Punk kid hits people with car doors, Grand Theft Auto blamed

You know the drill by now. Some filthy little sh*thead decides to be antisocial and delinquent, then tries to dodge accountability by blaming videogames, something he knows will deflect the blame in the eyes of reactionary, out-of-touch adults. Such is the case of Maryland teen Nathan Hartley, who rammed two kids with the door of a speeding car, and is accusing Grand Theft Auto of teaching him how to “door-check.”

Naturally, the mainstream press jumped on the story, basically making up “facts” about GTA: “In the popular game Grand Theft Auto, players drive virtual cars and intentionally hit pedestrians by smacking them with open car doors. It’s called “door checking,” and prosecutors say 18-year-old Nathan Hartley decided to try it with a real car last summer.”

Uh … yeah. I don’t remember that ever being in GTA, but I’m sure the fine folks at WTOP-FM know more about the game than I do.

Interestingly, PS3Attitude contacted Hartley’s prosecutor John Mark McDonald, who confirmed that the defendent tried to blame games, but that such silly claims were never deemed valid. Despite the inane nonsense spouted by WTOP-FM, the prosecution hadn’t considered videogames to be a factor at all. You can hit the jump for McDonald’s response to this chicanery.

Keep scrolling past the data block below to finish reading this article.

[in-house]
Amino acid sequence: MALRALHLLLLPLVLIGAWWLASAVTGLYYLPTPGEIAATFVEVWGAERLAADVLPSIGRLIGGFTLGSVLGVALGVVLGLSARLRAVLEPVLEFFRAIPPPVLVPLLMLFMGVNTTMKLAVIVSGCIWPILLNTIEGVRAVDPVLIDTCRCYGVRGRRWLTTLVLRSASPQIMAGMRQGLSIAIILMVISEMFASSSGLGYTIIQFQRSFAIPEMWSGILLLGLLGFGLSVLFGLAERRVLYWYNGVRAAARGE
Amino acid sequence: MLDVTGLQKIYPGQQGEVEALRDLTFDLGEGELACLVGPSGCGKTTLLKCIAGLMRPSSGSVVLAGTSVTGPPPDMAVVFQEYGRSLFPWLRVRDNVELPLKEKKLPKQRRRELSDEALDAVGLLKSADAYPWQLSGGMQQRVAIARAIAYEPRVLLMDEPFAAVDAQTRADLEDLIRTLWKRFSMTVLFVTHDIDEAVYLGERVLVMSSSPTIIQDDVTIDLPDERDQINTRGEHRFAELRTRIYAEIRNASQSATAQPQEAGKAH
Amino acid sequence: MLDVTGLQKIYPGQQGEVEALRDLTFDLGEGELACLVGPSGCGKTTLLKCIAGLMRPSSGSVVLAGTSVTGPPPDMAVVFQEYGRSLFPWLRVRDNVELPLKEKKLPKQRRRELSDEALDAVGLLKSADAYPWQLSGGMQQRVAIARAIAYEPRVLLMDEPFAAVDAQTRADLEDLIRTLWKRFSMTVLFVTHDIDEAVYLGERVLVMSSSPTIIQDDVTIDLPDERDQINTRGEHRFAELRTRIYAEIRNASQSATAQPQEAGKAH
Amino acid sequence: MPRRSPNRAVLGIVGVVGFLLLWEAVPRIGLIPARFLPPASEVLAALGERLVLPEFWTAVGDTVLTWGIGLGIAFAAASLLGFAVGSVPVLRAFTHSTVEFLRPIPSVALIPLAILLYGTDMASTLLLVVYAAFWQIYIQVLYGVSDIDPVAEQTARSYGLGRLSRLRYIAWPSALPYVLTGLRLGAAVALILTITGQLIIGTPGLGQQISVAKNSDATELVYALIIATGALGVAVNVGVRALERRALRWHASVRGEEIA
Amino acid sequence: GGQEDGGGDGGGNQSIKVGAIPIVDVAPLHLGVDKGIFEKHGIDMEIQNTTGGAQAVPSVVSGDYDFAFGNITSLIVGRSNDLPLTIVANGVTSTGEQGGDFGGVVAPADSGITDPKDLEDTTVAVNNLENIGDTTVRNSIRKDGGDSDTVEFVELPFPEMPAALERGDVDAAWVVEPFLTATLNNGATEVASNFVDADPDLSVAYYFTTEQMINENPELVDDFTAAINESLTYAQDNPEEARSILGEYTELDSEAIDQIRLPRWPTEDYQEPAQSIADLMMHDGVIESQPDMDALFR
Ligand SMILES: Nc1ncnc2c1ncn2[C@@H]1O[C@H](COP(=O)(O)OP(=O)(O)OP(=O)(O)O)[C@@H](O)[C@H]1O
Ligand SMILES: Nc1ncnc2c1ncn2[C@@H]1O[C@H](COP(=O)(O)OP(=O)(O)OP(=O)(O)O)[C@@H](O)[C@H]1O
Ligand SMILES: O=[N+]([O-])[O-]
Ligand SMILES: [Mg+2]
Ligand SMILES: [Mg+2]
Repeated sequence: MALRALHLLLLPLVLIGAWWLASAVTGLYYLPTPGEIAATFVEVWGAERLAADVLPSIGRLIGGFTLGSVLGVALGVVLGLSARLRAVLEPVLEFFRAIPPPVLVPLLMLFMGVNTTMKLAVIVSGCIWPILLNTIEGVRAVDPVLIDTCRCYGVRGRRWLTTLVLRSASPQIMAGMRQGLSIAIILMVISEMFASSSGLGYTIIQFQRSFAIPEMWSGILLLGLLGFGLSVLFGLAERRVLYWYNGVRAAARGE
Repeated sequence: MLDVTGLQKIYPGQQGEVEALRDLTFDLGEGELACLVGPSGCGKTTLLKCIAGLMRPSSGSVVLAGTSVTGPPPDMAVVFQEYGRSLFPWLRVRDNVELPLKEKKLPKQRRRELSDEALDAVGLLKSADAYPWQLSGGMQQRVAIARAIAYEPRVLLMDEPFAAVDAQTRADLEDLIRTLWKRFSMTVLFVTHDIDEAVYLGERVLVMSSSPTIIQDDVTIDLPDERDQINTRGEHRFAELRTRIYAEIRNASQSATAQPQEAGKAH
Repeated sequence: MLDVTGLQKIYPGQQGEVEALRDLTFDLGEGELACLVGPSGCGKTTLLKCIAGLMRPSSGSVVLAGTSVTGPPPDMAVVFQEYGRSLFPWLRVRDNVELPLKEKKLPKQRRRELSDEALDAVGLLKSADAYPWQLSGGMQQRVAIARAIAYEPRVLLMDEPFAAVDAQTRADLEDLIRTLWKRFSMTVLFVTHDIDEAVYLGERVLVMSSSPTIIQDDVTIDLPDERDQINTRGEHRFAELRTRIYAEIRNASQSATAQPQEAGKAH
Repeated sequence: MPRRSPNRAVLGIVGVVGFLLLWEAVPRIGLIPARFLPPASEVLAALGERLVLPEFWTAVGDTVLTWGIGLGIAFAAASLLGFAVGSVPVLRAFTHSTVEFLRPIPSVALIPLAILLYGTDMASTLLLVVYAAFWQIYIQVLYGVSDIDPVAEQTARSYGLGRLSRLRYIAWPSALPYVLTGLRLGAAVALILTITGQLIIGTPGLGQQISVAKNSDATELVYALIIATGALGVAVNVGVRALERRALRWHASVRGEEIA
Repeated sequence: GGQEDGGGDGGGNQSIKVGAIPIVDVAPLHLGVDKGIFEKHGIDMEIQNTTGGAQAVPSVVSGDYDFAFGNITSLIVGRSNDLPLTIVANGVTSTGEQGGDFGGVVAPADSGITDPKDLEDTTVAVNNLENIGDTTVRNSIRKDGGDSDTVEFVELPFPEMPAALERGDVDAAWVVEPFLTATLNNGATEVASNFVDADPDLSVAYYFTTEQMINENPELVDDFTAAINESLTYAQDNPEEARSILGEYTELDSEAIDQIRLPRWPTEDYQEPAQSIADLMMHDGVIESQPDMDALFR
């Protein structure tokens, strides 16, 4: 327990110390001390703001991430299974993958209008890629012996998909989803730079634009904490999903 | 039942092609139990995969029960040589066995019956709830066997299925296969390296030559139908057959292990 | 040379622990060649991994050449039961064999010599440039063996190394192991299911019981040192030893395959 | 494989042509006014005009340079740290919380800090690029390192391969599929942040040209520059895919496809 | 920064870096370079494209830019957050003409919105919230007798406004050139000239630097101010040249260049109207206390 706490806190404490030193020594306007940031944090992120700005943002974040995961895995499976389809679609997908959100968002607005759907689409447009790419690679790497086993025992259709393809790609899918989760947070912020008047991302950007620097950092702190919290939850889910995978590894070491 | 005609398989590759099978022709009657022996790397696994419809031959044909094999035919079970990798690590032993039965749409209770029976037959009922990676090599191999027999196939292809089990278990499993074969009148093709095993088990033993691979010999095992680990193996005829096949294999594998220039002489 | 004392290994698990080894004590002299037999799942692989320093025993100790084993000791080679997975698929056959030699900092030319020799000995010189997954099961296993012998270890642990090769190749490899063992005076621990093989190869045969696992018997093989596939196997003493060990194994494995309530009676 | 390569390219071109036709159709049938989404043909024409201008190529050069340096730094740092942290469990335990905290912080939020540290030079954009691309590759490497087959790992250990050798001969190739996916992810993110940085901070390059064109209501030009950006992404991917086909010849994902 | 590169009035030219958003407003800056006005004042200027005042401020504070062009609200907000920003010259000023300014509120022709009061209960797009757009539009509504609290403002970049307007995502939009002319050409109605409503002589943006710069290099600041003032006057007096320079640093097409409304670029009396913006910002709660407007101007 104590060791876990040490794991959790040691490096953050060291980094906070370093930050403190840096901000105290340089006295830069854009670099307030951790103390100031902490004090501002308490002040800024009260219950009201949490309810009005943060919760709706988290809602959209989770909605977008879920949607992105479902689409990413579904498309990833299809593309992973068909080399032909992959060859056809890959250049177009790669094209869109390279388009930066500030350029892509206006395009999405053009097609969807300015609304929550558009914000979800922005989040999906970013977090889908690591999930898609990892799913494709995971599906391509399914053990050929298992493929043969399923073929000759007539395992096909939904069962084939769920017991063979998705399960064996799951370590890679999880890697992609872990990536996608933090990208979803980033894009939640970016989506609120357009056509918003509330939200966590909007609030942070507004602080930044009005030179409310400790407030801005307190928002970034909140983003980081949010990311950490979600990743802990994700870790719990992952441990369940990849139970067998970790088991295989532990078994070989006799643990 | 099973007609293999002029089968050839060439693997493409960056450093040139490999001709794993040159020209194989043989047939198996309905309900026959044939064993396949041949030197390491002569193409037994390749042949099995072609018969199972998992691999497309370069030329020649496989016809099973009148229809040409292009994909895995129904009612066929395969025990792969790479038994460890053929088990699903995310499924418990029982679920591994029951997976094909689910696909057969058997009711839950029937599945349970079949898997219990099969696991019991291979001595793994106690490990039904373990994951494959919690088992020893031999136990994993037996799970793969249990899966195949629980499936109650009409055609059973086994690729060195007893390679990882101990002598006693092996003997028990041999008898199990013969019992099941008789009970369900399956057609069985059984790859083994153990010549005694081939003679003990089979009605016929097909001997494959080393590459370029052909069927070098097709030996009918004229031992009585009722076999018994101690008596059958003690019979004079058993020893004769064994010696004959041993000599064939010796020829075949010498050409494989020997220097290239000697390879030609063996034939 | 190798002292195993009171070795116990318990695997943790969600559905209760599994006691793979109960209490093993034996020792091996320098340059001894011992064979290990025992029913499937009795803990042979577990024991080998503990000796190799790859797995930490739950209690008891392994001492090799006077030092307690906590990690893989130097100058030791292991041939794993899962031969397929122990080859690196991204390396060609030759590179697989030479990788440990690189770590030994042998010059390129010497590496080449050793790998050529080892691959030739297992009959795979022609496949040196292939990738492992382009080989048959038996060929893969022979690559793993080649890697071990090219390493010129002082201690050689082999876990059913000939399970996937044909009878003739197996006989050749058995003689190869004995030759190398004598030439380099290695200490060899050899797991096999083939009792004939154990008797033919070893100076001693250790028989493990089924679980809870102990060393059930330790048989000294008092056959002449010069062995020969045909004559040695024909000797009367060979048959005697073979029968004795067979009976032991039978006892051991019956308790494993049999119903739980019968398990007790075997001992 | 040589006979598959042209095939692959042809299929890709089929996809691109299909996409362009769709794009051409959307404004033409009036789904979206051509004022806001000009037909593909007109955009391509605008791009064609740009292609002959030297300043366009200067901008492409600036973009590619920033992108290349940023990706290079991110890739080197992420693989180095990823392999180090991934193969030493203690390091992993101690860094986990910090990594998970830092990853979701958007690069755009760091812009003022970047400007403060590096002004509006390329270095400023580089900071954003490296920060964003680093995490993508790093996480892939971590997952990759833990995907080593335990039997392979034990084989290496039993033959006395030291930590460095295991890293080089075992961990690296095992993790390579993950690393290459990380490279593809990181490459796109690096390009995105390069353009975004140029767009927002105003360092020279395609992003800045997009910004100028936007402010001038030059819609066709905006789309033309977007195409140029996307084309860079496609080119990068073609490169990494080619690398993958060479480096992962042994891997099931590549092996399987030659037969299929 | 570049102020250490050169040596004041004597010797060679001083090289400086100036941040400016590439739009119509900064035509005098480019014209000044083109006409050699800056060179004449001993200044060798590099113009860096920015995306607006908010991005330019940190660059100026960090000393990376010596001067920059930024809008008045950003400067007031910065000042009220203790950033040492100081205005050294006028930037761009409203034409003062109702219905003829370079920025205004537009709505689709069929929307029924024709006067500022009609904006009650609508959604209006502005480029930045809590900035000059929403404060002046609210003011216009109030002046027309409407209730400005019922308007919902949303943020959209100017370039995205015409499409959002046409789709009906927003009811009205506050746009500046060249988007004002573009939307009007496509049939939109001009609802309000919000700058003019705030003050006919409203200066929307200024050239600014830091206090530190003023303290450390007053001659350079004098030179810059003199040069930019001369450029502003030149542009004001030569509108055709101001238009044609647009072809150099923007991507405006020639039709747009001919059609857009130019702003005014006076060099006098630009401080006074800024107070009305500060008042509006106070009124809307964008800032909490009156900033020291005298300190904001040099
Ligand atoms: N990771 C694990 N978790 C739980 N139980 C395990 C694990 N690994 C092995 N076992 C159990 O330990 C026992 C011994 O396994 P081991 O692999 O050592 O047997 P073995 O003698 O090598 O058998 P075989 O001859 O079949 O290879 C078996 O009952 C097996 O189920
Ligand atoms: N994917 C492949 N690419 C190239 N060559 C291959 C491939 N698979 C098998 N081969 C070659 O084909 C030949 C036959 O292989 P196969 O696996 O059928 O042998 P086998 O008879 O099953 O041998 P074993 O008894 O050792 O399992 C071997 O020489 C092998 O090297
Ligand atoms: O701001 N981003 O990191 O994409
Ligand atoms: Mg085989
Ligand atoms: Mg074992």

The suggestion came through the Defendant. I have never seen Grand Theft Auto, and had never heard of ‘door-checking’ until this case. It was a defense he set forth in attempting to waive his case back to the juvenile court. The State did not introduce the game into the prosecution of this case. It added nothing. My comments on the game were to rebut his reasoning for doing what he did.

I did not suggest that the game was to blame for his conduct, and would not. The blame lies entirely with Nathan Hartley. I stated as much in court. As I indicated, I have never even seen the game and I was not passing any judgment on the game. I was simply arguing why I felt his justification was not valid.

Nathan was trying to get the case bumped back down to juvenile court, but was unsuccessful and has been sentenced to seven years in jail.

Jim Sterling